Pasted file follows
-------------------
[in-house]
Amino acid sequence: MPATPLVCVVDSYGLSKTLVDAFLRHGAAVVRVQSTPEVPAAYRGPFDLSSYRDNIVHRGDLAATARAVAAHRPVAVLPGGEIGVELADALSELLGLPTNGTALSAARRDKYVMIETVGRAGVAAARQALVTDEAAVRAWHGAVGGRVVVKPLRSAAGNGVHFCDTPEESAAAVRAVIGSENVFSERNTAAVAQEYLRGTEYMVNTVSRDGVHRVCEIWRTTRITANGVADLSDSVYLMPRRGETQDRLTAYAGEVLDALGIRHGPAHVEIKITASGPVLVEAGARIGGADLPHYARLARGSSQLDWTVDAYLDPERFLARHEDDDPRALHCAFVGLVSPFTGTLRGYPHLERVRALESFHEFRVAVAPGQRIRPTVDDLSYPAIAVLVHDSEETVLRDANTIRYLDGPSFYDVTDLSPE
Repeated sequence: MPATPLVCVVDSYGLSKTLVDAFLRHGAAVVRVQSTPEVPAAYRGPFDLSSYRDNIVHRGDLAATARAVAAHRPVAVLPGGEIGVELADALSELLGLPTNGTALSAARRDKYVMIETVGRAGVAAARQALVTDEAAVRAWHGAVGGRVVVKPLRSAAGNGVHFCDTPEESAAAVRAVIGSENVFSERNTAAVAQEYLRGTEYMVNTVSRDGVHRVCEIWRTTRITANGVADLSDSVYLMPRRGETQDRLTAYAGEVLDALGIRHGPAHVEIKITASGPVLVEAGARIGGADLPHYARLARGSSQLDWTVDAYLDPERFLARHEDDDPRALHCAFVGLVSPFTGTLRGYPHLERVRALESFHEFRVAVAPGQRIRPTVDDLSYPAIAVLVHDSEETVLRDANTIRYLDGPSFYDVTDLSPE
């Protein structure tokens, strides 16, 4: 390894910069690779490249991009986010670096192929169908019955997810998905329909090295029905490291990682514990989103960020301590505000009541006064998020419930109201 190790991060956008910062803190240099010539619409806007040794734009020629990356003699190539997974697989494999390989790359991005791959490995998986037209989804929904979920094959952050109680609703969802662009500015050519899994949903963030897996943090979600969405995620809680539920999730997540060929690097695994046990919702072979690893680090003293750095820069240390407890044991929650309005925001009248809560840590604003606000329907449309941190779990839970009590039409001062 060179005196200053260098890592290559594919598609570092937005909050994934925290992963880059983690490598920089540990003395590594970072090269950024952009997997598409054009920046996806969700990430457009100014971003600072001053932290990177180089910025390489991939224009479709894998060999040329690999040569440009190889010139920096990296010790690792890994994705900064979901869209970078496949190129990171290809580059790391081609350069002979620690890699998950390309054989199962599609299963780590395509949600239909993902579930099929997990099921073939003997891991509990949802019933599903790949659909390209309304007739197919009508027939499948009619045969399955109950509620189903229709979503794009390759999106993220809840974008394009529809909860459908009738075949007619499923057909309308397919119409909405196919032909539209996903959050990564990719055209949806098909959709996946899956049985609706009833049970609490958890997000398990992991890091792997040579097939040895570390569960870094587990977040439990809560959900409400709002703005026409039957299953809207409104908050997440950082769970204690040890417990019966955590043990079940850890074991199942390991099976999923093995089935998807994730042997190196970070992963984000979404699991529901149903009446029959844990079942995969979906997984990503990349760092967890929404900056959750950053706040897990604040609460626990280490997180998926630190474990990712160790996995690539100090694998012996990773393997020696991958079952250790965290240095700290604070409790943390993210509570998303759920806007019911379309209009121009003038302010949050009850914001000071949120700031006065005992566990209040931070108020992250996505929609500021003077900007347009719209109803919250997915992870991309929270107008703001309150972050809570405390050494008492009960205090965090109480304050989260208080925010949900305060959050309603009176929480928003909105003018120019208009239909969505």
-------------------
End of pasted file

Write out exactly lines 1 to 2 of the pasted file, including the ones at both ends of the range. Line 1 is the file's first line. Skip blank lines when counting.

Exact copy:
[in-house]
Amino acid sequence: MPATPLVCVVDSYGLSKTLVDAFLRHGAAVVRVQSTPEVPAAYRGPFDLSSYRDNIVHRGDLAATARAVAAHRPVAVLPGGEIGVELADALSELLGLPTNGTALSAARRDKYVMIETVGRAGVAAARQALVTDEAAVRAWHGAVGGRVVVKPLRSAAGNGVHFCDTPEESAAAVRAVIGSENVFSERNTAAVAQEYLRGTEYMVNTVSRDGVHRVCEIWRTTRITANGVADLSDSVYLMPRRGETQDRLTAYAGEVLDALGIRHGPAHVEIKITASGPVLVEAGARIGGADLPHYARLARGSSQLDWTVDAYLDPERFLARHEDDDPRALHCAFVGLVSPFTGTLRGYPHLERVRALESFHEFRVAVAPGQRIRPTVDDLSYPAIAVLVHDSEETVLRDANTIRYLDGPSFYDVTDLSPE